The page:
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Celebrate: Read a poem!

By Daniella Snyder

I’m Daniella Snyder, a graduate student at Villanova University, and your ‘Cat in Falvey Library’s (remote) Stacks. I’ll be posting about academics–from research to study habits and everything in between–and how the Falvey Library can play a large role in your success at Villanova!

Hey, Wildcats! Did you know that April is National Poetry Month? NPM was first launched in 1966 by the Academy of American Poets. It began as a way to remind us that poets and poetry matters and that they play a vital role in society. Since 1966, NPM has attracted tens of millions of readers, students, librarians, publishers, and poets.

Now, in the midst of COVID-19, we face unprecedented circumstances. This particular NPM has taken on new meaning and importance, as more and more of us are turning to poetry to find solace and strength.

National Poetry Month poster 2020

While I certainly recommend that everyone pick up the work of their favorite poet this month, I hope you’ll find some new poems that give you comfort during this uncertain time. If you’re looking for even more ways to participate in NPM during COVID-19, the Academy of American Poets has come up with some ways you can celebrate, both online and at home:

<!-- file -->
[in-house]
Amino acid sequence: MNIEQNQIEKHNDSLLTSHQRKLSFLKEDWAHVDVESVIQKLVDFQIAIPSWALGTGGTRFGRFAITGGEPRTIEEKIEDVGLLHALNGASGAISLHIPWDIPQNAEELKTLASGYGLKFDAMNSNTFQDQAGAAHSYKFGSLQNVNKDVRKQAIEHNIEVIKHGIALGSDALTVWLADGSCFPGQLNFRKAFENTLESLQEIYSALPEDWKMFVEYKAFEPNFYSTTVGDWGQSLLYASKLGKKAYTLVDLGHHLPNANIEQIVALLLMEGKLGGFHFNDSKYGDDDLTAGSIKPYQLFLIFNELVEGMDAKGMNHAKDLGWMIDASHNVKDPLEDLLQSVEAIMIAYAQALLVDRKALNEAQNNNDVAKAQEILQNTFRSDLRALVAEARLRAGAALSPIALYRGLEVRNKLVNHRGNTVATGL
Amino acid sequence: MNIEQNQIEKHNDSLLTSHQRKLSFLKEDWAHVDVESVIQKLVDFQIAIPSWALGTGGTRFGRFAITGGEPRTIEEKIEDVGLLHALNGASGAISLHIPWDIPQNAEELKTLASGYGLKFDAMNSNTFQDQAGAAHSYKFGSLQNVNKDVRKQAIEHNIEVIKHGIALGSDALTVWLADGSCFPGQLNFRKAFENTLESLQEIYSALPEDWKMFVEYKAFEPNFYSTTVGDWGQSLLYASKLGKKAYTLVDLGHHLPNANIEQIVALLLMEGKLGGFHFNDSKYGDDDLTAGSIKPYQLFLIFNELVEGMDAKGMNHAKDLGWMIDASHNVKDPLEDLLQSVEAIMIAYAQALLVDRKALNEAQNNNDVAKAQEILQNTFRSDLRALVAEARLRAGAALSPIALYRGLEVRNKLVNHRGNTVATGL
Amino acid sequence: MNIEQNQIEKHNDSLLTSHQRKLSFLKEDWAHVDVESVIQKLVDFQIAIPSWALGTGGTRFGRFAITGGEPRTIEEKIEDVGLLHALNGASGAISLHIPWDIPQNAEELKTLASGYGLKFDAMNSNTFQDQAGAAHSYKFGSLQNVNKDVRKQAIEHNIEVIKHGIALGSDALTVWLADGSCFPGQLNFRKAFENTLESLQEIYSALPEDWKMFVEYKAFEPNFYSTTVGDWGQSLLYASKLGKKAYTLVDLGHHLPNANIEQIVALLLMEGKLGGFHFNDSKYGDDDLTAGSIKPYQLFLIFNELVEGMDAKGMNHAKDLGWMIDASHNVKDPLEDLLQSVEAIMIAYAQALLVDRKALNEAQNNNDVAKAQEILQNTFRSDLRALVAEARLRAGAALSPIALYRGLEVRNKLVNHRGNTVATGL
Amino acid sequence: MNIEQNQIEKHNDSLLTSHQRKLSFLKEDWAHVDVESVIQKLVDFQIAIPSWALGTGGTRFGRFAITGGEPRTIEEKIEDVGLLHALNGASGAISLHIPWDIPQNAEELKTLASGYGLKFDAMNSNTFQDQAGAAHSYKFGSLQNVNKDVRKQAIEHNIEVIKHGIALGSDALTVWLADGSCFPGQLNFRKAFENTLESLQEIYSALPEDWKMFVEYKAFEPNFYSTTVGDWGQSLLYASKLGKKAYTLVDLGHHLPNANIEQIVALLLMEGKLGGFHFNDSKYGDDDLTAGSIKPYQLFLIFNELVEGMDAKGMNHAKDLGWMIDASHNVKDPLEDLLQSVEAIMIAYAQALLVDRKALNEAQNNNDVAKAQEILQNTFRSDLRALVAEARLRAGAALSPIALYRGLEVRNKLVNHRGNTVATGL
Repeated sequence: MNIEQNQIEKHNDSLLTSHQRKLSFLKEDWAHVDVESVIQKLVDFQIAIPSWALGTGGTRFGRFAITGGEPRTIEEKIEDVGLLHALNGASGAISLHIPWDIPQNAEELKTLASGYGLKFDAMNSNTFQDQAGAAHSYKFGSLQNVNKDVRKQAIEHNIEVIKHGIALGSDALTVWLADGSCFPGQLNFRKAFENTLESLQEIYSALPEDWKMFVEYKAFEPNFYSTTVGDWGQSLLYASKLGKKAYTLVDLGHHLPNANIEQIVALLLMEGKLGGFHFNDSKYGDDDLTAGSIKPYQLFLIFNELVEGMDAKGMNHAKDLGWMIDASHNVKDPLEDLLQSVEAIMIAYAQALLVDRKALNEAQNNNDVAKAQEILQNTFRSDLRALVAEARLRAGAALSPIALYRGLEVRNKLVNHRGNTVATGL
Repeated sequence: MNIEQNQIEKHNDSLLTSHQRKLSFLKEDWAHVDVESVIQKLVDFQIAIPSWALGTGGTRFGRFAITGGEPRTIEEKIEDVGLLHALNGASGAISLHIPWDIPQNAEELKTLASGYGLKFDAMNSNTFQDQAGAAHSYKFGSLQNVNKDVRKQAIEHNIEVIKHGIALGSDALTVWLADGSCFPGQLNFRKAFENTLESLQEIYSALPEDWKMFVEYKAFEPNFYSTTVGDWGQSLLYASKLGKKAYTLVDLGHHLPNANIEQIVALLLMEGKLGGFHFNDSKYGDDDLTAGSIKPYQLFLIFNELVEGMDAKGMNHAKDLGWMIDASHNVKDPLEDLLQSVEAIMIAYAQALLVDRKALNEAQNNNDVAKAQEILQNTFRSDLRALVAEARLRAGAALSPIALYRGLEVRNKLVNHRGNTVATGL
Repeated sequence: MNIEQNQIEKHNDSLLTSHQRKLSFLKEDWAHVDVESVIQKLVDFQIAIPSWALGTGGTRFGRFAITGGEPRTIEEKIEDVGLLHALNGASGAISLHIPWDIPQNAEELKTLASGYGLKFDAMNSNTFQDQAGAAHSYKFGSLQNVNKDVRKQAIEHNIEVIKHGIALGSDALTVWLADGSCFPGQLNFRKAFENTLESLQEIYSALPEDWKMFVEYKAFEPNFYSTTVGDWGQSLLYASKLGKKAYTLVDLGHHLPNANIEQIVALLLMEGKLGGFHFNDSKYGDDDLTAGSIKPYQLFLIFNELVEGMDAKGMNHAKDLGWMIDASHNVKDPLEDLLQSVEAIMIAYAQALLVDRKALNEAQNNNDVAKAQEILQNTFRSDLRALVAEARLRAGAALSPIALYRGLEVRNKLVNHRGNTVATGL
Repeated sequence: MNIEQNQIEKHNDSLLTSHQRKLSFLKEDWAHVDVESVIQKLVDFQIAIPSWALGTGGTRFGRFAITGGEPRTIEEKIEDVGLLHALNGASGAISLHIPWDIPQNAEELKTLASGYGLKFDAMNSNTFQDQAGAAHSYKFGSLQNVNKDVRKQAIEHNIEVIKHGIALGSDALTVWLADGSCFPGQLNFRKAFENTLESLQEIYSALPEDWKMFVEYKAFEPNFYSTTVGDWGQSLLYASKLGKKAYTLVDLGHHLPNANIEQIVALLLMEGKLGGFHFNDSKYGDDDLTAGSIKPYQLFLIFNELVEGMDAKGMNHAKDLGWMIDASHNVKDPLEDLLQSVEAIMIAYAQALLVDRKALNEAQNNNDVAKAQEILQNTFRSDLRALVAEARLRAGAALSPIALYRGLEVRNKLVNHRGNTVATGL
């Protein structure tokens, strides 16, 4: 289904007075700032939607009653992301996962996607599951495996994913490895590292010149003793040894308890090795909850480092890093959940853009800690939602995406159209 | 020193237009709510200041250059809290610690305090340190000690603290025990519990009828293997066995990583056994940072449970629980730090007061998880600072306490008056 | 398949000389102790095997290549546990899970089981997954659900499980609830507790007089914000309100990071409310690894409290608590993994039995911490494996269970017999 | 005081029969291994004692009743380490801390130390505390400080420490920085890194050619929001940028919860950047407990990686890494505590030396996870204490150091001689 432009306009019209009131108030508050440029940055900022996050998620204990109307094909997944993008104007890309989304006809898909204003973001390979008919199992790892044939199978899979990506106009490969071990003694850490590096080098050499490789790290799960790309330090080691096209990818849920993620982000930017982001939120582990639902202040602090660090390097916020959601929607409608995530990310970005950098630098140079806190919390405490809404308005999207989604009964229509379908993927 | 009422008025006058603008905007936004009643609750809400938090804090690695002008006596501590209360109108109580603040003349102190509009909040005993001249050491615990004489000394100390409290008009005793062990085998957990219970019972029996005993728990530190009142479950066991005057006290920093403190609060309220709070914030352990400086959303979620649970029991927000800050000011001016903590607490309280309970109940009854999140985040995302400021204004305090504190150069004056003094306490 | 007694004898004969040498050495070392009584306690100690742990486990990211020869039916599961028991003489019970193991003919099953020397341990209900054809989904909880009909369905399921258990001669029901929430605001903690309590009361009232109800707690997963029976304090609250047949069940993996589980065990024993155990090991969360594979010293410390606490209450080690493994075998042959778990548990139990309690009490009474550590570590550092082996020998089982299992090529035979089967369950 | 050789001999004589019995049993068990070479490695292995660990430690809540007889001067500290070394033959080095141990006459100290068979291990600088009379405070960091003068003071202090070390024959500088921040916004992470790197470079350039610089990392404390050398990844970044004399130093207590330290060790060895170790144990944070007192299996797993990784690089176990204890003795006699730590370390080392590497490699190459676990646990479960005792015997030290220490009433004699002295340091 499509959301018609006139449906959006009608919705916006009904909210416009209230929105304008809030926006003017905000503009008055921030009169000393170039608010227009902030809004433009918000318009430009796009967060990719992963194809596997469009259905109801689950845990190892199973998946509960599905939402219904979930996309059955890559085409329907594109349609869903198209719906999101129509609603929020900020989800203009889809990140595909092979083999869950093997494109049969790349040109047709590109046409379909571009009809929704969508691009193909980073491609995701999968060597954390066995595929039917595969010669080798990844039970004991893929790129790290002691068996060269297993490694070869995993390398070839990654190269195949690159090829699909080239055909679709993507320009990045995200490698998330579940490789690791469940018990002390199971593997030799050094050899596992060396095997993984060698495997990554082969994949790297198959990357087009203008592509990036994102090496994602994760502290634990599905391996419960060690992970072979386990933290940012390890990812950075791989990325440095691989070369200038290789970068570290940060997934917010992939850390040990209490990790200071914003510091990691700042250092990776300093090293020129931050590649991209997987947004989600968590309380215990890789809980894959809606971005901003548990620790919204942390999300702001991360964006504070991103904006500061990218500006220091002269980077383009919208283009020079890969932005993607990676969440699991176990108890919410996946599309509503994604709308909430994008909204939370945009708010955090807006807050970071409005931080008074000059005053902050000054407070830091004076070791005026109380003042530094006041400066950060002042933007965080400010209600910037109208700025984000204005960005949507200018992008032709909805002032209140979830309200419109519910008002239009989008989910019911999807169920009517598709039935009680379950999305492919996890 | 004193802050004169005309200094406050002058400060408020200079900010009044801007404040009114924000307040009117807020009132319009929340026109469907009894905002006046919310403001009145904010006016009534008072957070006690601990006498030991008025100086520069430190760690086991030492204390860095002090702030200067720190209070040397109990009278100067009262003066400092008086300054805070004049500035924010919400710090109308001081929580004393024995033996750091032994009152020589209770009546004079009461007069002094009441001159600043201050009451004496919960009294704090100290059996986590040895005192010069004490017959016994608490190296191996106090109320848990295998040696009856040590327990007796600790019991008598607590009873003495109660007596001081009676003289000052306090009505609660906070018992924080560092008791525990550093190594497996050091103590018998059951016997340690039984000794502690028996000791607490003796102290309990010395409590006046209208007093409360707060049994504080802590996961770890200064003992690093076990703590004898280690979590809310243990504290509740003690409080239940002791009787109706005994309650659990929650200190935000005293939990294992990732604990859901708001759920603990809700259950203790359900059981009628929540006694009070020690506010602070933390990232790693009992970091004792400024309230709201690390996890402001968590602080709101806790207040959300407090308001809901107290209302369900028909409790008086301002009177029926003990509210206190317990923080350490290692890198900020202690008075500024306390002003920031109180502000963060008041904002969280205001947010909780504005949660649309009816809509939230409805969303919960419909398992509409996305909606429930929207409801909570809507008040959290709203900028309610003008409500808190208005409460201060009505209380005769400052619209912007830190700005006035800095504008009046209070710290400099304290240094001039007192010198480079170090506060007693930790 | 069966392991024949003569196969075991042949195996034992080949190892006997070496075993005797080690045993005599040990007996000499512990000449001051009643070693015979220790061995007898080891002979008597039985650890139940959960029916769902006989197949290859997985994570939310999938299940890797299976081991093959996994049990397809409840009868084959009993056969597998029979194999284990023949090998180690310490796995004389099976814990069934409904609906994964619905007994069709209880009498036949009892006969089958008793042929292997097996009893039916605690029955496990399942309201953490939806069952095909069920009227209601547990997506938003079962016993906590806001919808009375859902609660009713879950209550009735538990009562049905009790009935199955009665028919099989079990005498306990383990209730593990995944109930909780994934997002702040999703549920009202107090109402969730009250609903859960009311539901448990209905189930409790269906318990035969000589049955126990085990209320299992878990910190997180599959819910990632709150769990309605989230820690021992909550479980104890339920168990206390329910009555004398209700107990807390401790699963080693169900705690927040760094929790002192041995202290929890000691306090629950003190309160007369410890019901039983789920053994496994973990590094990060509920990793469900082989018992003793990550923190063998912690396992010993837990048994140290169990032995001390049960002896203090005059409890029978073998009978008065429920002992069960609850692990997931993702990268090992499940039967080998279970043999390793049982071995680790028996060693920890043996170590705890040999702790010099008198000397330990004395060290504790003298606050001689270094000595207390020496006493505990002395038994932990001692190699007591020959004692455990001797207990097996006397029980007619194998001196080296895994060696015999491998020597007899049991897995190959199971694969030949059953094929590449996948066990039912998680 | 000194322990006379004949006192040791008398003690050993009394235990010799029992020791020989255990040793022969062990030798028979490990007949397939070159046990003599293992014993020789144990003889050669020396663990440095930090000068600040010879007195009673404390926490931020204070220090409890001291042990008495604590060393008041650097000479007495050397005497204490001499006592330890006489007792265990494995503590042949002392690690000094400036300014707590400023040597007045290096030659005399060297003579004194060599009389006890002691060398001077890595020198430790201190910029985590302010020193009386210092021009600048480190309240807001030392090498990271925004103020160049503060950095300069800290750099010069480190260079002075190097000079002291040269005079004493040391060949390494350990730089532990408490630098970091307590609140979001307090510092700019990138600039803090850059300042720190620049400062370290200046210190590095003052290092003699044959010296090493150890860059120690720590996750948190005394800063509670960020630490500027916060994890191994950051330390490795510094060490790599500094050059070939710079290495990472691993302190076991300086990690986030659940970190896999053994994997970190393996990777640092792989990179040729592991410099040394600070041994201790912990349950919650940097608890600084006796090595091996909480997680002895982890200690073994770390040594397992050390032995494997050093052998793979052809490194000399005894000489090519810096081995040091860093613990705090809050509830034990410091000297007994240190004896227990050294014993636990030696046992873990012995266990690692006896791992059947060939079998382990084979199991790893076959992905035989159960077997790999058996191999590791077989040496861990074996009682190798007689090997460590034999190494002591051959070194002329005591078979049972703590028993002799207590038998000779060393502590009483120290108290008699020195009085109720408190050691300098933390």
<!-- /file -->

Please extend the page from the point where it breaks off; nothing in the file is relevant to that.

• Sign up for “Poem a Day” and get free daily poems delivered to your inbox each morning.
  • Read last year’s most-read poem, “Kindness” by Naomi Shihab Nye.
  • Listen to the “Poem a Day” podcast.
  • Buy a poetry book from a local, independent bookstore.
  • Host a virtual poetry reading on Zoom.

As NPM progresses, tell Falvey if you’ve found a poem that has been a source of comfort, solace, or strength for you. Share that poem with us: DM us on Instagram (@villanovalibrary), tweet us (@FalveyLibrary), or message us on Facebook.


Daniella Snyder HeadshotDaniella Snyder is a graduate assistant in Falvey Memorial Library and a graduate student in the English department. Since she’s back in her childhood home, she’s picking up her favorite poem from when she was a kid: The Giving Tree by Shel Silverstein.

 

 


 


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Last Modified: April 8, 2020